Gardening is something that has always been in my life. I enjoy growing plants--trees, shrubs, flowers, vegetables, herbs, and anything else that grows in the ground. At times, my living situation did not provide much opportunity for a garden, but whenever there was space for a garden, I used it to the limits of space and time.
The gardens are an important feature of my California home. I am enamored with the number of house plants in NJ that grow outdoors here year round. However, gardening here is not without its problems. For example:

  • My land is extremely rocky. One digs here with a pick, or even, sometimes, a jackhammer (yes, I have one of those). When digging, we sift the soil to remove the rocks, which may often amount to 50% of the volume of the soil. Sometimes we'll hit a really big rock--too large to remove. Then, the only choice is to abandon that location and look somewhere else. There are a lot of large rocks sitting about the garden, as you can see in the photos below. The ones covered with lichens are in their original positions--we didn't move them. Others (without lichens) we moved from somewhere else. In New Jersey, I would have given anything to have some rocks--here, I expend a lot of energy to get rid of them!
  • The dry summers require the constant use of irrigation. Fortunately, I have plenty of water, so I can irrigate. However, an irrigation system requires continuous maintenance, and when new plantings are made, they have to be connected to the system.
  • And then there are the critters. Because of the rocky soil, I haven't had much of a problem with gophers, who are a bane to many of my neighbors (not everyone here has rocks). The real problem for me is with raccoons. They come at night and get through or over the fences and mess in the garden, eating fruits and vegetables. I used to have peach trees that bear profusely every year, but I have yet to get a peach. It seems the raccoons know when I plan to pick peaches and they come the night before for their harvest. They pick the peaches and sit there eating them all night, leaving me with a pile of pits in the morning. So far, no method that I have tried has solved the problem--each year I try something else. Then I got the idea to build a complete wire cage enclosing the trees, which was completed in 2002. The peach trees were moved inside this cage and for the first time, in 2004, we got a good crop of peaches. The cage also has seven raised beds for growing vegetables. However, peaches are also susceptible to leaf curl disease, which is very difficult to control. In 2006, I gave up and removed the peach trees. I still have lemon, fig, plum, apple, pluot, and orange trees, and blueberry, artichoke, and grapefruit plants. The lemons, oranges, and figs do wonderfully, the rest just survive.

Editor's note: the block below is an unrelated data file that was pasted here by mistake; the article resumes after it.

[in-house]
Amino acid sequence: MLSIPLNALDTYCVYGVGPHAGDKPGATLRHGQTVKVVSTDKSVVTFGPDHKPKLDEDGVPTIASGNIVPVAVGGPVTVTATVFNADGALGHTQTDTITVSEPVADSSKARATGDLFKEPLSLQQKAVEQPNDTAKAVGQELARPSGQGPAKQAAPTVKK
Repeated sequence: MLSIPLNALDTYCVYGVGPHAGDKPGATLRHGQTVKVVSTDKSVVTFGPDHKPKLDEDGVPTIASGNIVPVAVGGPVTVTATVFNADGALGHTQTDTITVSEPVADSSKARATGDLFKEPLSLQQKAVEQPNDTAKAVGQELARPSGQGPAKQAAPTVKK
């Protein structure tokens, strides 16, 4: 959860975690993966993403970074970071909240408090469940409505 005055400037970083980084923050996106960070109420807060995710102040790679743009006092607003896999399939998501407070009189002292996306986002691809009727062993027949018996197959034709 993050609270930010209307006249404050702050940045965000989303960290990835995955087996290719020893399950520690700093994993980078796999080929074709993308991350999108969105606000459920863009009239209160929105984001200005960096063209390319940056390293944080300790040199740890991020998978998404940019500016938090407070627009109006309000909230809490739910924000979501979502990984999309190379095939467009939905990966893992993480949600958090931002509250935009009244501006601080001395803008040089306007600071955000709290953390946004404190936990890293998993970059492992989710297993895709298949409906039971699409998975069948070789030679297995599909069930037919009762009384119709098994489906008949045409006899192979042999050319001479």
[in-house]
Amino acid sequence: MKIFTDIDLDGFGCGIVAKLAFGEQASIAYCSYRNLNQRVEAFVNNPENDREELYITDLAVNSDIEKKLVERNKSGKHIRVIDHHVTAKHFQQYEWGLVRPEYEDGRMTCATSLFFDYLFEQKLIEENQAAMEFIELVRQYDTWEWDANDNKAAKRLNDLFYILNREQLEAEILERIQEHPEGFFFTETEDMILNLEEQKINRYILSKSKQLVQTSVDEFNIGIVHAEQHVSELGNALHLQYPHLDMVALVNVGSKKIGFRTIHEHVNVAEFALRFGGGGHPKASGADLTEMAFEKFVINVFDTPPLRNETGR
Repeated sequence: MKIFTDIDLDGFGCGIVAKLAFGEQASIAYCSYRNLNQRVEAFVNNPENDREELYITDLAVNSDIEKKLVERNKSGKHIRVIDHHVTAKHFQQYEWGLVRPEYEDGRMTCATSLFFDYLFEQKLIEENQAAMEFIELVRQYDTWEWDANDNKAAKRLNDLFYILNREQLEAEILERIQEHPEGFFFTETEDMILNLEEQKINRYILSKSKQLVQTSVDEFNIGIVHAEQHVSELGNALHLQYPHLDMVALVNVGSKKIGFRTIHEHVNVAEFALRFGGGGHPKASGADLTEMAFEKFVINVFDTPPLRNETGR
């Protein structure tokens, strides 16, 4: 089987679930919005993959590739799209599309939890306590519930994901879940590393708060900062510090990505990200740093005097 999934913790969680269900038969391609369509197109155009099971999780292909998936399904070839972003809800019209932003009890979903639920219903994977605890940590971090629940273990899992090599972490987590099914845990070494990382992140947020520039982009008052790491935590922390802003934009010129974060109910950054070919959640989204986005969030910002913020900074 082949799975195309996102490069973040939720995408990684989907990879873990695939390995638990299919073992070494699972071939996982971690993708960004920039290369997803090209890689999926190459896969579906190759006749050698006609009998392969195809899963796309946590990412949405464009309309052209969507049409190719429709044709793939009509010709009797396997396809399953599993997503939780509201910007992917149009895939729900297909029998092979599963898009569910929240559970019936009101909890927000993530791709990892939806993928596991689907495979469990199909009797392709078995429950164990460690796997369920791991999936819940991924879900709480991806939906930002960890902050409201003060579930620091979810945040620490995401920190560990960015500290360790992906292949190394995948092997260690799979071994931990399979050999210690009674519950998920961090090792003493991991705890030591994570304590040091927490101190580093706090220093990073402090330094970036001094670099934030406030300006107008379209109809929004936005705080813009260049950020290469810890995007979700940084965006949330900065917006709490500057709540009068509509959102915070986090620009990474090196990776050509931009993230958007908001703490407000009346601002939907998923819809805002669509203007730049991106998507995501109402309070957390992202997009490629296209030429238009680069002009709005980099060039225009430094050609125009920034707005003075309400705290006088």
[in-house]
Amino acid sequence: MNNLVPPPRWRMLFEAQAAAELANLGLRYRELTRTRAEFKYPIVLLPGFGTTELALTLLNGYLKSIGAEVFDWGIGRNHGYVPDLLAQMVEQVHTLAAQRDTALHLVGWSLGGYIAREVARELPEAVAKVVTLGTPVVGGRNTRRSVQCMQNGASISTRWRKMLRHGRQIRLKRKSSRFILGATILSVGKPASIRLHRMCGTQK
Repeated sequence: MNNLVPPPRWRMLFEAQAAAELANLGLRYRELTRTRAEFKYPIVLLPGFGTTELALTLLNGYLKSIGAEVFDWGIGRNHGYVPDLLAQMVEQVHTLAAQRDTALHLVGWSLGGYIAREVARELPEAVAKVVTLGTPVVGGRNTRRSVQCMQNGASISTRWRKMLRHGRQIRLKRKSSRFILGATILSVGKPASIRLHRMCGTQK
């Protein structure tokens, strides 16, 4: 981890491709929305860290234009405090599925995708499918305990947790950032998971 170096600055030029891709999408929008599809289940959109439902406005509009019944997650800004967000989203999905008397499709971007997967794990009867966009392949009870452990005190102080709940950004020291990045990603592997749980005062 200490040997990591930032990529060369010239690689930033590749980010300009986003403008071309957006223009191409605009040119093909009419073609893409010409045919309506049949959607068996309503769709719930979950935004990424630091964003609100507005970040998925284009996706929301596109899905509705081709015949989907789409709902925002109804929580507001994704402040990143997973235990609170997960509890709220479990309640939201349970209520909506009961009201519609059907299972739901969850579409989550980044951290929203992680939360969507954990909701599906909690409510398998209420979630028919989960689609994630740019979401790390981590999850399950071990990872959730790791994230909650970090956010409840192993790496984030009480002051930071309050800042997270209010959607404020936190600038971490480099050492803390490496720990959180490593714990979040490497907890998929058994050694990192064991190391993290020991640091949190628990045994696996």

• This is open ranch land, so we also have cattle and deer to contend with. Fencing pretty much takes care of them. (Text updated 11/2015.)

Here are some pictures of the garden in Spring 2006.

This picture was taken April, 2008 with a fisheye lens.

In spite of the problems, gardening here is a pleasure.